Contemporary perspectives on Iran

PBS reprints editor Lila Azam Zanganeh’s introduction to My Sister, Guard Your Veil; My Brother, Guard Your Eyes: Uncensored Iranian Voices. Here’s an excerpt:

Recently, I was forwarded an e-mail written by a prominent member of the Jewish community in New York. It spoke of me and read: “Let’s have Leila on a panel, as a representative of the Arab press.” A gracious invitation sent, no doubt, with the best intentions. Alas, it so happens that I am neither Leila nor Arab. But like an overwhelming majority of Americans, this gentle-man — who knows I am Iranian — believes that Iran is part of the Arab world by virtue of the fact that it is a Muslim country under the yoke of a staunch Islamist regime. Iran’s story, past and present, is at once more intricate and more arcane, “something rich and strange.”

Perhaps to a greater extent today than ever before, Iran is a political puzzle. Together with Israel and Turkey, it is one of only three non-Arab countries in the Middle East. Historically, the Persian Empire became the first state to grant protection to the Jews 2,500 years ago — centuries before Arab invasions brought Islam to the Iranian plateaus. Yet Iran is now the world’s single “theocracy,” the only “Islamic Republic” of the Middle East (excluding Pakistan from the region proper), a virulently anti-Semitic state and — some say — one of the region’s most volatile powder kegs. The intransigent rule of the mullahs coupled with a nascent nuclear capacity seem to constitute a threat not only to Iran’s neighbors but to international stability at large…. Iran teems with make-believe democratic institutions and continues to bewilder Western countries.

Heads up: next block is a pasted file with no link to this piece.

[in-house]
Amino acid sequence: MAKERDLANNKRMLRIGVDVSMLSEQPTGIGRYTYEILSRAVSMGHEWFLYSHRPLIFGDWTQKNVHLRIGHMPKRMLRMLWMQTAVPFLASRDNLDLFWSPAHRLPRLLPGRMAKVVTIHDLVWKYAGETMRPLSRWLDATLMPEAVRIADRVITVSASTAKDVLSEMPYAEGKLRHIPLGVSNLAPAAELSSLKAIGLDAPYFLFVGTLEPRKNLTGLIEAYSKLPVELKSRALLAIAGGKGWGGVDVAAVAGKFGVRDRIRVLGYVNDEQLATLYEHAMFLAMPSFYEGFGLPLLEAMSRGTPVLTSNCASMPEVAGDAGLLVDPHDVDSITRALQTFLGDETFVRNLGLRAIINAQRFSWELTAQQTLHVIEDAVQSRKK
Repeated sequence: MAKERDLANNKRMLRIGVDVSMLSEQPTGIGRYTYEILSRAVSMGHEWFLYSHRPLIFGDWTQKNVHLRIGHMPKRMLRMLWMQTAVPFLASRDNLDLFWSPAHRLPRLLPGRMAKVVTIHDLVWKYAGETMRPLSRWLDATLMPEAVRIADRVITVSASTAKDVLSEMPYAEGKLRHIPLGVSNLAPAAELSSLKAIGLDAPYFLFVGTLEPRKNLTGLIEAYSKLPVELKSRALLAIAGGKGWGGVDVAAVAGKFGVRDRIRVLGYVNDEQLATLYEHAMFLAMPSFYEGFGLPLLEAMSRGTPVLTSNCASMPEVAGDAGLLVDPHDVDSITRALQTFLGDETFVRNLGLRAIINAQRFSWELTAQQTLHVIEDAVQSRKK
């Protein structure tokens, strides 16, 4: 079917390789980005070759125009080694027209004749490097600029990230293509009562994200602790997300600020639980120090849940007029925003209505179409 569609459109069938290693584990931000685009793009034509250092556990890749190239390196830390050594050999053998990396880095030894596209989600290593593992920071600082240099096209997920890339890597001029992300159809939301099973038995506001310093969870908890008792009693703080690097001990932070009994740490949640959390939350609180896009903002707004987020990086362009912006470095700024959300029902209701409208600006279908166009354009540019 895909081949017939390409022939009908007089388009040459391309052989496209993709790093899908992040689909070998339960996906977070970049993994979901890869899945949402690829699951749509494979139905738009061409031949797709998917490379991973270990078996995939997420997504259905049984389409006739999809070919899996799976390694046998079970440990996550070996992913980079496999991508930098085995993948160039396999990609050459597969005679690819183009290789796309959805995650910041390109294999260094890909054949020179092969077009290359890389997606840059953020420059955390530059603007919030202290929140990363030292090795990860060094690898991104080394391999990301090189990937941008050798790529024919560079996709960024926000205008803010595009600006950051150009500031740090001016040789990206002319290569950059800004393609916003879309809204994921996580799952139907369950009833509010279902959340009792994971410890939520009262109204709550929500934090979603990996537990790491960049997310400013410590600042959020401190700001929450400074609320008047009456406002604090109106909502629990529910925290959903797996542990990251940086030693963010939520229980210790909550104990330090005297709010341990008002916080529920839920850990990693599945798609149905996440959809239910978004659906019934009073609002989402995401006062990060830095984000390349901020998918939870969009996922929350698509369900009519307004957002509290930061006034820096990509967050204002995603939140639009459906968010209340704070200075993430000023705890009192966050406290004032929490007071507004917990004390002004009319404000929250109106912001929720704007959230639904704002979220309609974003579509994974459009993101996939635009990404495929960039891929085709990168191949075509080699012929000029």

Contributors include Azar Nafisi, Marjane Satrapi, Reza Aslan, and Salar Abdoh, one of my former City College professors (and my first “Writers on Writing” interviewee).

I emailed Abdoh and asked him to forward his contribution. The essay, a complex perspective on Tehran’s underground, excavates not only the schizophrenia of his home country — in one section, a devout Islamic maid nonchalantly vacuums a house while explicit porn plays on the TV — but also that of the expat returning to get the story for a Western audience.

I accidentally deleted the PDF, or I’d include a short passage here. For a mixed review of the anthology, see Michael Orthofer’s perspective. He gives the book a “B.”


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